WCAG 2.2 - out today!

5 October 2023 - Kieran Rooney

With much anticipation, the next major iteration of the Web Content Accessibility Guidelines (WCAG) has now been released!

The Accessibility Guidelines Working Group has released WCAG 2.2(this will open in a new window), it builds on WCAG 2.1 by adding 9 new success criteria and an existing criterion has changed from Level AA to Level A.

This iteration of WCAG covers navigation, input modalities, input assistance and predictability to further enhance accessibility conformance for users. These changes aim to better reflect the needs of people with disabilities, including users with low vision and cognitive and learning disabilities, by providing guidance on how to improve the experience to meet these users' needs.

How does it affect current UK accessibility Regulations?

In the UK, The Public Sector Bodies (Websites and Mobile Applications) (No. 2) legislation states that Public Sector websites must be accessible as defined in the WCAG 2.1 Level AA. Although WCAG 2.2 is likely to be a World Wide Web Consortium (W3C) recommendation as of release. A recent W3C webinar stated that public sector organisations will then have a one-year grace period to achieve compliance. It's worth noting that conforming to WCAG 2.2 aligns better with the needs of users with disabilities compared to previous versions. Doing so not only improves accessibility but also demonstrates your organisation's steadfast commitment to inclusivity.

WCAG 2.2 changes to Success Criteria

Here’s an overview of the new WCAG 2.2 success criteria broken down by conformance levels:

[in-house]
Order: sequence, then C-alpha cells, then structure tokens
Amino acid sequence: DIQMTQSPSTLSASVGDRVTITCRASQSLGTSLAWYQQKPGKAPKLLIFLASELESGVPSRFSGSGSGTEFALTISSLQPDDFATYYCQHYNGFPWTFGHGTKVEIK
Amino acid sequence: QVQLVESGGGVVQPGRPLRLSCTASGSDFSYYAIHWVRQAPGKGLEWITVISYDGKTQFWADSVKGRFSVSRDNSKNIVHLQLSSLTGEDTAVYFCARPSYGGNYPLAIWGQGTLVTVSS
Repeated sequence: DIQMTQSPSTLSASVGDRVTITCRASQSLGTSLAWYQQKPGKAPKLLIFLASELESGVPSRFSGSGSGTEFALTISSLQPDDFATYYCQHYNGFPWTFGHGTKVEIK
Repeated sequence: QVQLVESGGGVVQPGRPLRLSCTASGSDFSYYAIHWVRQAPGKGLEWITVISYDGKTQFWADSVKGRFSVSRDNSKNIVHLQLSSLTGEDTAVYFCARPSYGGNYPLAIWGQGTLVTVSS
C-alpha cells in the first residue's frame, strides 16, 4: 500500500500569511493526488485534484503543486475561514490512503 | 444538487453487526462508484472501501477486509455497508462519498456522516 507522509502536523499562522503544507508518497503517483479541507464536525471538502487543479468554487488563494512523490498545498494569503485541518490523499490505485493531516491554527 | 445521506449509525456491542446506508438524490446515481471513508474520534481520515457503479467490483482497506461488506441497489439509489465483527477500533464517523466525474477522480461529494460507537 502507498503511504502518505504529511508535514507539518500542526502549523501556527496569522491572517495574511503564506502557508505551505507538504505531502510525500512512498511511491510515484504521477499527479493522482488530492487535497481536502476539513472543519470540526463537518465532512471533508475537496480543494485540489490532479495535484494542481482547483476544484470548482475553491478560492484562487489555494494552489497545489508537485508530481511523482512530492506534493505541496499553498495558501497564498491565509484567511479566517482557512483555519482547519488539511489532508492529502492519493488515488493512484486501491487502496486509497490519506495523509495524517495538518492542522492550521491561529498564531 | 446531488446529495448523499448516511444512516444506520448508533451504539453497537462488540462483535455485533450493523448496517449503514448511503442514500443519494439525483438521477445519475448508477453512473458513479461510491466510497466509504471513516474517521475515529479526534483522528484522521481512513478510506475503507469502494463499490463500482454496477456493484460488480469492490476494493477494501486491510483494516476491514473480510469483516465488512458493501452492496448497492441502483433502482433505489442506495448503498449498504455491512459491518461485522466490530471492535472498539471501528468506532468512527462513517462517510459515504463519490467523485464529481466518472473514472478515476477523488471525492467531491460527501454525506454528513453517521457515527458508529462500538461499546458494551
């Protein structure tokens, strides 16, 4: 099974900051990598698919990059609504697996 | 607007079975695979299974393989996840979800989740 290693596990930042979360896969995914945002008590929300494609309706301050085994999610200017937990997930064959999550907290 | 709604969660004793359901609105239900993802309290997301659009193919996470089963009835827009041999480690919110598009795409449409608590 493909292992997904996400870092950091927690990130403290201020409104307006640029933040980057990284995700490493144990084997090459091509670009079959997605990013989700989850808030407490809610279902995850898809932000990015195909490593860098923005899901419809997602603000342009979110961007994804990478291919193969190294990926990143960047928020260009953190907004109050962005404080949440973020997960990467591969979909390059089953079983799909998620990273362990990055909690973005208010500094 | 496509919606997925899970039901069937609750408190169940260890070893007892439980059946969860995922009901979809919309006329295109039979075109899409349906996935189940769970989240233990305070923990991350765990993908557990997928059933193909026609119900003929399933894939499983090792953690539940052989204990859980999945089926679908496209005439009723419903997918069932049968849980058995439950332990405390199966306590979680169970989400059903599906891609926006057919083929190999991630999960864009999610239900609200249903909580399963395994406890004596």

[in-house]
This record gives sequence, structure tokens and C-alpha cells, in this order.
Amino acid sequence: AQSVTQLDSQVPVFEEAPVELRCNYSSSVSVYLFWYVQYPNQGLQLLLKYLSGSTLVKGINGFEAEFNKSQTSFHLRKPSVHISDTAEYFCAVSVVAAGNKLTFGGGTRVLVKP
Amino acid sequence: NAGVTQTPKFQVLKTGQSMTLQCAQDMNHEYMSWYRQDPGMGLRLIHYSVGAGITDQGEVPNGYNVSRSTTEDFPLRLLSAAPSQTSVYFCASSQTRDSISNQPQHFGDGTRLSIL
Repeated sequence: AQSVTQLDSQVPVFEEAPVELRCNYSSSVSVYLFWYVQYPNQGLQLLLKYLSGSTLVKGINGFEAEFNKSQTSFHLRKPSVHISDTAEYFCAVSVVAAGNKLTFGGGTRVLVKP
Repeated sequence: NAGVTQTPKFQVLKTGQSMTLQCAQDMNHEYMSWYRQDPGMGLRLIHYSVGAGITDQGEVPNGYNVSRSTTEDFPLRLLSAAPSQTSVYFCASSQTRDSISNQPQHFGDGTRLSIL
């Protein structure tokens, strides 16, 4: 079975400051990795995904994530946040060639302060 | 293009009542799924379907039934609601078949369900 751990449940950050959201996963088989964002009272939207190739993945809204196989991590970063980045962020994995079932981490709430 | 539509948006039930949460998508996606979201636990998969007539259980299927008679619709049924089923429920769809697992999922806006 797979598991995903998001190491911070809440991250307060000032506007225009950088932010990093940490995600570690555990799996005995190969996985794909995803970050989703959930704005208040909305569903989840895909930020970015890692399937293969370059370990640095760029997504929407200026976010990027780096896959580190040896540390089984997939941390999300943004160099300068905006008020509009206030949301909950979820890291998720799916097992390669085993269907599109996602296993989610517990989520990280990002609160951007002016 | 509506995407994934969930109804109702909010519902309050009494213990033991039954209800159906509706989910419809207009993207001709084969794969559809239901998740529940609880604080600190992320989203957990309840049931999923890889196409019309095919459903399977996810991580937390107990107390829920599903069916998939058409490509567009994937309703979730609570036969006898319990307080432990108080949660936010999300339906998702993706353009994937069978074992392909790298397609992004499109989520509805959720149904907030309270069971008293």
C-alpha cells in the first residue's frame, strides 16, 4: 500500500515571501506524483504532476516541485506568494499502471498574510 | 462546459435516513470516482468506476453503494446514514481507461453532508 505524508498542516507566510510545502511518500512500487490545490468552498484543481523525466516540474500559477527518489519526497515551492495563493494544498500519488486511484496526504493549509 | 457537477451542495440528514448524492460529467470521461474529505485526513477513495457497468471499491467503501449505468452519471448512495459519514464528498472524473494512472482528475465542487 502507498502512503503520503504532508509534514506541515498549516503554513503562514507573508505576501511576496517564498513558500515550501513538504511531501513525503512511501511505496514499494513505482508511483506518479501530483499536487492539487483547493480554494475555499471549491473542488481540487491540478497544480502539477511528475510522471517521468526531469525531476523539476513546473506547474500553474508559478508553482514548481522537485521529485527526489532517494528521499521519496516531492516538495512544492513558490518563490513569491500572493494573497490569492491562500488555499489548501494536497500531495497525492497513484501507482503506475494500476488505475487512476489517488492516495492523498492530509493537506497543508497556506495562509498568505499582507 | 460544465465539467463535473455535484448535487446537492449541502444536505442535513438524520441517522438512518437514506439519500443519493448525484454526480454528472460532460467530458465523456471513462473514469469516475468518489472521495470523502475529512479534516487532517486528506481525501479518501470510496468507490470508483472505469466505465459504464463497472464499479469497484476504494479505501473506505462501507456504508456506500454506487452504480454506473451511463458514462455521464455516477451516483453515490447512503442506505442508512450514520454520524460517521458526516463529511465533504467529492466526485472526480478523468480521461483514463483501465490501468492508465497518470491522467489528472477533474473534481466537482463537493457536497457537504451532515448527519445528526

Removed criteria:

WCAG 4.1.1 Parsing(this will open in a new window)

Parsing has been removed from WCAG 2.2 because it is believed to no longer be needed. Browsers and assistive technology have improved their handling of parsing errors, and the issues that were flagged under this criterion are now caught by other success criteria.

Level A changes

WCAG 2.4.7 Focus Visible(this will open in a new window)

This existing criteria helps the user identify which element has keyboard focus by using a visible focus indicator. It has changed from level AA to A which elevates the essential need for visible focus indicators for keyboard users.

WCAG 3.2.6 Consistent help(this will open in a new window)

This ensures that users can find help for completing tasks on a website and this information is provided in the same relative order on each page. The key takeaway here is when you make a help option available, ensure it is available consistently, in the same relative place, so it can easily be located.

The ‘Further support’ help option can be easily located as it is consistently positioned at the top of the page and for each stage of the form.

Example of consistent help with a Further Support linkFigure 1. Example from Energy Saving Trust website

WCAG 3.3.7 Accessible Authentication(this will open in a new window)

This criterion ensures that there is an accessible, easy-to-use, and secure method to log in and access content. This aims to make authentication possible without cognitive tests, so that users don’t need to rely on memorising passwords or transcribing codes sent by text or email.

This technique shown below from Medium doesn’t require a password. The user can enter their email address and then send an email with a link to activate. When the user activates the link in the email, they are directed back to the website and automatically logged in.

Example of an accessible authentication process from MediumFigure 2: Example of an accessible authentication process from Medium

WCAG 3.3.8 Level A: Redundant Entry(this will open in a new window)

Users should be able to successfully navigate multi-step processes. This criterion aims to reduce cognitive effort by minimizing the re-entry of data that was previously provided within the same process or in the same session by auto-populating or providing an option to select.